3. That's News

    This is an interesting point. Google might find itself in trouble under the rules regarding publishing electoral adverts as might any website that runs the advert, as they could be equally liable.

  4. hopisen


    I don’t think google should nesc be forced to declare who the advert is paid by but that the info should be in the ad itself (as the US has “I approve of this message” on their TV ads). If you attack someone, the public has the right to know it’s you who’s attacking.

    In this case, we don’t. The way it’s currently set up suggests that the BBC is running a campaign against Dawn Butler. To me that’s disingenuous at best, an outright lie at worst.

    If I took google ads or messagespace, I’d be really worried about this, because I’d have no control over someone targetting my subject area for untraceable attack ads.

    For example, If I were Iain Dale, I’d not want Labour to be able to run an ad on my blog about Eric Pickles without it being clear it was a labour attack (though I don’t know enough about google ads/messagespace to know if you might get this level of control already or if they’d insist on it- though it’s clear google don’t).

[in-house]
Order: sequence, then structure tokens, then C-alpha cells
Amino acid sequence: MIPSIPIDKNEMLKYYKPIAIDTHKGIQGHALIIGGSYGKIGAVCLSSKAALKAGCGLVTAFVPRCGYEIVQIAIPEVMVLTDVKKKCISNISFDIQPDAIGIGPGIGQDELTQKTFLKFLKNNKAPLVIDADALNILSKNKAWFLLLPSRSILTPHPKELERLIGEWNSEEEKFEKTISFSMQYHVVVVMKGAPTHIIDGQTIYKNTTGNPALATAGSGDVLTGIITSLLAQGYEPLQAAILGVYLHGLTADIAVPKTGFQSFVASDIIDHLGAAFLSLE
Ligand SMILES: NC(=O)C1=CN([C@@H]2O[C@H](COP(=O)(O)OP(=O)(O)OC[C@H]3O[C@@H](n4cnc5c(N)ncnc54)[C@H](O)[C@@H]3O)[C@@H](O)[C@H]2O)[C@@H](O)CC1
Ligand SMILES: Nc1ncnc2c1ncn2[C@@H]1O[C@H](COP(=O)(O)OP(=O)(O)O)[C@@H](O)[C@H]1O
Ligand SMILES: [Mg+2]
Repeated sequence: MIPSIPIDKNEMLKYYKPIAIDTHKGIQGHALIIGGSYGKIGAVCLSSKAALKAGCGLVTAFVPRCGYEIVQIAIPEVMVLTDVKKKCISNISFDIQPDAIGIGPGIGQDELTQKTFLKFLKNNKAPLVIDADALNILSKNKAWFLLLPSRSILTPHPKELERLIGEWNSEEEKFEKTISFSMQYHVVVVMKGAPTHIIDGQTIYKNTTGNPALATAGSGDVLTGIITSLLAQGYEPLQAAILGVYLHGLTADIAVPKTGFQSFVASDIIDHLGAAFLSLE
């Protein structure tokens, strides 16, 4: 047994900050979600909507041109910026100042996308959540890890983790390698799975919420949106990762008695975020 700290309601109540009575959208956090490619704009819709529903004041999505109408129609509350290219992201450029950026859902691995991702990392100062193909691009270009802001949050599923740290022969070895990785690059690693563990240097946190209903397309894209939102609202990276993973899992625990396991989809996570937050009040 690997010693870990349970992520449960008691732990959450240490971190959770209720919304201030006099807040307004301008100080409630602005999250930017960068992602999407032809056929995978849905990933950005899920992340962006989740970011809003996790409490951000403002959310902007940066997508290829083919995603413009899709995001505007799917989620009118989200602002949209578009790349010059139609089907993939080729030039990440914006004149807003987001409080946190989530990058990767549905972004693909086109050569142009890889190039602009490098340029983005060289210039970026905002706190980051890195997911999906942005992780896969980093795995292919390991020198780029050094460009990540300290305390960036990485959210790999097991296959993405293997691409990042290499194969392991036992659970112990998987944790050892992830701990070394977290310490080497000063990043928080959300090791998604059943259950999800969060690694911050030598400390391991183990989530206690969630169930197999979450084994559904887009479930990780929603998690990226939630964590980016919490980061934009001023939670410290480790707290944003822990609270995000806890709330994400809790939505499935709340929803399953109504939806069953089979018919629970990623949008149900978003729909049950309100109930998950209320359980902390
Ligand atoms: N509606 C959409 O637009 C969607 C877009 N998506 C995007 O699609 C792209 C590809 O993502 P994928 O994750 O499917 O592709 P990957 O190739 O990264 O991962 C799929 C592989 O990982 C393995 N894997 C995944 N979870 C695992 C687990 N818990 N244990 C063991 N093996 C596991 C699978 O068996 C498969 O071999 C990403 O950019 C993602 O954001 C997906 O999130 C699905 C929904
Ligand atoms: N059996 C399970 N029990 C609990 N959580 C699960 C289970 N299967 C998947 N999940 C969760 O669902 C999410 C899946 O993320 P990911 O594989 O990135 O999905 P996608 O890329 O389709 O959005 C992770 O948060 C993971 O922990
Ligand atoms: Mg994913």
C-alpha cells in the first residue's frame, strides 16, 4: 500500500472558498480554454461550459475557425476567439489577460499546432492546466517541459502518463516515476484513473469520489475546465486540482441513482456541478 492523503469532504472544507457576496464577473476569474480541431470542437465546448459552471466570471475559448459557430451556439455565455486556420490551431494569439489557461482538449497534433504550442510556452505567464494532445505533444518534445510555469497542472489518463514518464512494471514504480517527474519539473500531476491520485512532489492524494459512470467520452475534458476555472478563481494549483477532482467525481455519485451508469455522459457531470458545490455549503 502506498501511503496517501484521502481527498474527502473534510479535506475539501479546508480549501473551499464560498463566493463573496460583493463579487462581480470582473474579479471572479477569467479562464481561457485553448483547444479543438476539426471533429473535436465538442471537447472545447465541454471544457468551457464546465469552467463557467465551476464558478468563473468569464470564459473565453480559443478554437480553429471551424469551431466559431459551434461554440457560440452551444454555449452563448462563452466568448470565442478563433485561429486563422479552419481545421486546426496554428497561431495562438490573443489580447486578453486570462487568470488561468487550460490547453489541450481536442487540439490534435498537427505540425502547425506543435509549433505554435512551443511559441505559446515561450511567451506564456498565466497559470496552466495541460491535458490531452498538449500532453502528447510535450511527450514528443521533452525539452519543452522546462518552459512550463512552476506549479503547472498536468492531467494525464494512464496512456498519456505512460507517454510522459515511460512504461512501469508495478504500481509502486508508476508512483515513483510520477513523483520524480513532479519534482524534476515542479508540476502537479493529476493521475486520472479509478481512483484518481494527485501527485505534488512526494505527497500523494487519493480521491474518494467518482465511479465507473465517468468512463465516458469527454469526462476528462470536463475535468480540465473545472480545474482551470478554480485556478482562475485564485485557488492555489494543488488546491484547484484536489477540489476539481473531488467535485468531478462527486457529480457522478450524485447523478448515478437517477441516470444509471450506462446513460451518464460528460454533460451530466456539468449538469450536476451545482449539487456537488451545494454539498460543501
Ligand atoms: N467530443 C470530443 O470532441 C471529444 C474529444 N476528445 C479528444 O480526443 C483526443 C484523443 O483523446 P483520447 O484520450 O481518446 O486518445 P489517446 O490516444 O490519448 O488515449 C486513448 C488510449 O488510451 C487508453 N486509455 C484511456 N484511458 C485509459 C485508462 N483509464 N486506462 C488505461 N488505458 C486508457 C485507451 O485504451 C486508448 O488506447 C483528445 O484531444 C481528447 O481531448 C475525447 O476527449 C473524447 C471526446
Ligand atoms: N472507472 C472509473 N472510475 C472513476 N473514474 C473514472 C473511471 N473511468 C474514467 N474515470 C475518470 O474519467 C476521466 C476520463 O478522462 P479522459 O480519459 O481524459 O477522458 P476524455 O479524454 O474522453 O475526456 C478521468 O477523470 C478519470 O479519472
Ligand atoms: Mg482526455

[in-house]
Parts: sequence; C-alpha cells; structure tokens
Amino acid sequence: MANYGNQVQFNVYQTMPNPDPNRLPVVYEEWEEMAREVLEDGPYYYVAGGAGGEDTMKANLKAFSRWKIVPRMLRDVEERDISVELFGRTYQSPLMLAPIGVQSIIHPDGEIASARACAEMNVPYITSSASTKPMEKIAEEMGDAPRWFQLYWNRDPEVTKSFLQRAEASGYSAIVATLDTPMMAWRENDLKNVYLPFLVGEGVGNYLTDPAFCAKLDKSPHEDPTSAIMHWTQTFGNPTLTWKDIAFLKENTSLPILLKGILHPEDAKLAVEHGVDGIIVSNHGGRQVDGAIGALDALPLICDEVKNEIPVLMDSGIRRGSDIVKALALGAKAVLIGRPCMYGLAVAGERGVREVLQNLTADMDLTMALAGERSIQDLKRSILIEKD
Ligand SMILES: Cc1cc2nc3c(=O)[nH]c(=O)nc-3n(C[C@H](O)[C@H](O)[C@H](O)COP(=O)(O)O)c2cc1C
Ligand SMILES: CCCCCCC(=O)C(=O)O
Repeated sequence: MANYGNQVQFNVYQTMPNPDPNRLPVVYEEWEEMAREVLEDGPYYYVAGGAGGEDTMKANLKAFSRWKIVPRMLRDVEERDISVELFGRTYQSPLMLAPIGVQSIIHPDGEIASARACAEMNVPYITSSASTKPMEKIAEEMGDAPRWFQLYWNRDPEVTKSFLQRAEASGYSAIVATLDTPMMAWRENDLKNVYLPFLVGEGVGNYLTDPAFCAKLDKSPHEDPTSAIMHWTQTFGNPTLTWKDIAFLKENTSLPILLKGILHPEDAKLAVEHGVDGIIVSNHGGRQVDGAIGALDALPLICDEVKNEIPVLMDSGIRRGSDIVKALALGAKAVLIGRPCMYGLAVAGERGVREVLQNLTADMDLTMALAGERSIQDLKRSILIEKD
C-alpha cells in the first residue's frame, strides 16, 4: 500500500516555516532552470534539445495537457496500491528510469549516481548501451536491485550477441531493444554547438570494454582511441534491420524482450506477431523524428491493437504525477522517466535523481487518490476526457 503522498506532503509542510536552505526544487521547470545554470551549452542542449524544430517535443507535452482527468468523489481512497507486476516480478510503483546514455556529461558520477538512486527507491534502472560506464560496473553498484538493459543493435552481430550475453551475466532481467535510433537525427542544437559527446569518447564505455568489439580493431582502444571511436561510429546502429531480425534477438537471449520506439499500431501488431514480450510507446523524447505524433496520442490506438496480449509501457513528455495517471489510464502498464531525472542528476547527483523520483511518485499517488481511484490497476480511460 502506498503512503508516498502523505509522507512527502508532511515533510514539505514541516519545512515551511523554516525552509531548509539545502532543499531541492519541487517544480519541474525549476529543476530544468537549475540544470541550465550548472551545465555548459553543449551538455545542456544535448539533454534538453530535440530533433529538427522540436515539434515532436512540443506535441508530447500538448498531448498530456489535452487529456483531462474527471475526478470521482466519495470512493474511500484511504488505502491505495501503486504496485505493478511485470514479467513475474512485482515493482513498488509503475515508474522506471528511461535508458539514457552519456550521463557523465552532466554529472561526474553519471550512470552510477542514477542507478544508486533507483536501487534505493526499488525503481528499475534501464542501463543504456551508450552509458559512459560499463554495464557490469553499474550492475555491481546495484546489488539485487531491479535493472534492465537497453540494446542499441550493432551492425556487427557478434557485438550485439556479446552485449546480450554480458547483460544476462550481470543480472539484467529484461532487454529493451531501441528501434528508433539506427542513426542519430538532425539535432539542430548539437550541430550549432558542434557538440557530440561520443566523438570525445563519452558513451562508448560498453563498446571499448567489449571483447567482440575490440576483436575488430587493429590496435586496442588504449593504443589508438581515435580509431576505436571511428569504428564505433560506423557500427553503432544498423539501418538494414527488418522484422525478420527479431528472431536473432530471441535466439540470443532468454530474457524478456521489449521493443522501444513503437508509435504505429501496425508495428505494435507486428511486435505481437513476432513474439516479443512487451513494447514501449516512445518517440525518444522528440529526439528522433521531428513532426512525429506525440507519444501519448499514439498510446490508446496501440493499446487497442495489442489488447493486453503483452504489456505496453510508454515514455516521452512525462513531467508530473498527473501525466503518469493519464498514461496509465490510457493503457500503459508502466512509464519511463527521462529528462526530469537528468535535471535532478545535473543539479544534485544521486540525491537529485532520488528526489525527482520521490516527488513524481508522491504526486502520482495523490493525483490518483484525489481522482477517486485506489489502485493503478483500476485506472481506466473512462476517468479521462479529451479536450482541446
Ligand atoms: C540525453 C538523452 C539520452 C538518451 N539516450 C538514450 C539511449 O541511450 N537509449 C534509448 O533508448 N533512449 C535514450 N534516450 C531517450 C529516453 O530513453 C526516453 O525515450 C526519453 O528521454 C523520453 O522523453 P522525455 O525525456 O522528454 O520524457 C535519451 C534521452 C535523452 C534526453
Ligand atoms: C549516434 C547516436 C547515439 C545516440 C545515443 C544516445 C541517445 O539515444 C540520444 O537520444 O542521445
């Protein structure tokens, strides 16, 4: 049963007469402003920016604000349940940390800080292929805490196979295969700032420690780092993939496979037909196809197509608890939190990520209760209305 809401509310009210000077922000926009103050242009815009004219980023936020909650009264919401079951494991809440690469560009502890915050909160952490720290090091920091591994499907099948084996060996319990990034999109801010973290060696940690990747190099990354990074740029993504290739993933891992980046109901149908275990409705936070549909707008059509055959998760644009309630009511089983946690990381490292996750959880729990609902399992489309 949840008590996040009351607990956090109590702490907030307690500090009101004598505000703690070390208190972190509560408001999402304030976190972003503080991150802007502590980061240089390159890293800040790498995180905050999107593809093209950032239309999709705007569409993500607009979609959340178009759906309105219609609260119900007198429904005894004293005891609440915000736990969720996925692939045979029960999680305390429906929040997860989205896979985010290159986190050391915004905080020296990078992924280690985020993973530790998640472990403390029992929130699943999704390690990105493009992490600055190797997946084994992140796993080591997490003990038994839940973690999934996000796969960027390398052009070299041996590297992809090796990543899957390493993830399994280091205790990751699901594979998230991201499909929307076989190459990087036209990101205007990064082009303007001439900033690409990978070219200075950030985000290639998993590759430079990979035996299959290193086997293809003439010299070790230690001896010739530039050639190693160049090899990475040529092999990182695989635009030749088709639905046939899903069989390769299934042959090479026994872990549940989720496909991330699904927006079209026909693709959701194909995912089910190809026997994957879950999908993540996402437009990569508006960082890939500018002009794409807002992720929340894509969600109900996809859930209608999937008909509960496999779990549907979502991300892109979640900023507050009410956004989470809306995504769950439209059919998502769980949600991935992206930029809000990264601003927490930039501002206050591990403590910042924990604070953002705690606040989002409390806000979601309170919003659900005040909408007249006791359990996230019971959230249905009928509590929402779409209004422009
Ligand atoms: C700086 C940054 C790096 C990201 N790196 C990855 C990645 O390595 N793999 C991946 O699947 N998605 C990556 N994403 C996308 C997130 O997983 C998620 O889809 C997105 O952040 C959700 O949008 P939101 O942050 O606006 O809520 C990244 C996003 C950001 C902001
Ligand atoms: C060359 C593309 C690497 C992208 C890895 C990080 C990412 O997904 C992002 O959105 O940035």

5. hopisen

    (though actually thinking about it, if the google model makes it _impossible_ to do that, then Lfat’s right, at least some of the problem lies with google, though the primary responsibility has to lie with who-ever buys the ad, knowing it could breach electoral law.

    I would think that if a complaint were made, then surely the elec commission has to have the right to check who is buying the ad, no? Otherwise it’s the perfect electoral crime….

  6. CS Clark